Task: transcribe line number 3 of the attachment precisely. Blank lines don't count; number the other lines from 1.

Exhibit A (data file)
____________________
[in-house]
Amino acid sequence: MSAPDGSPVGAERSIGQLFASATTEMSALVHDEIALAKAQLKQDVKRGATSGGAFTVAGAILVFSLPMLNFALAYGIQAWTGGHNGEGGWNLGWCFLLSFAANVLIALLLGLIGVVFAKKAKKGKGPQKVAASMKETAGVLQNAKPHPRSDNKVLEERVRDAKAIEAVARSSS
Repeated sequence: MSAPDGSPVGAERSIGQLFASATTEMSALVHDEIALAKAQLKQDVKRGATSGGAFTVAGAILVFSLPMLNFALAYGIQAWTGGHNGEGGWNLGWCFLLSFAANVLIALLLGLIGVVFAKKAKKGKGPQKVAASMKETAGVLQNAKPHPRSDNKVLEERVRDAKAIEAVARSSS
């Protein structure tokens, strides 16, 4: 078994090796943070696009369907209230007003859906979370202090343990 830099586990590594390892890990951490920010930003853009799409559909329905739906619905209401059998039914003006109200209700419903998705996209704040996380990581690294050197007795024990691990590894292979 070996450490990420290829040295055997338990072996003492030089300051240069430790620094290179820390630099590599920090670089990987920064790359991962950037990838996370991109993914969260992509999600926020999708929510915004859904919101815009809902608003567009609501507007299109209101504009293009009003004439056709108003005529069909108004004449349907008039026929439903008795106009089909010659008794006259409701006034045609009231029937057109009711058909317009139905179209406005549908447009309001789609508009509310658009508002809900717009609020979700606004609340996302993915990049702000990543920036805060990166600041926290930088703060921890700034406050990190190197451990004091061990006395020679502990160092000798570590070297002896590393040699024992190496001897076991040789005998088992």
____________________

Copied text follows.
Repeated sequence: MSAPDGSPVGAERSIGQLFASATTEMSALVHDEIALAKAQLKQDVKRGATSGGAFTVAGAILVFSLPMLNFALAYGIQAWTGGHNGEGGWNLGWCFLLSFAANVLIALLLGLIGVVFAKKAKKGKGPQKVAASMKETAGVLQNAKPHPRSDNKVLEERVRDAKAIEAVARSSS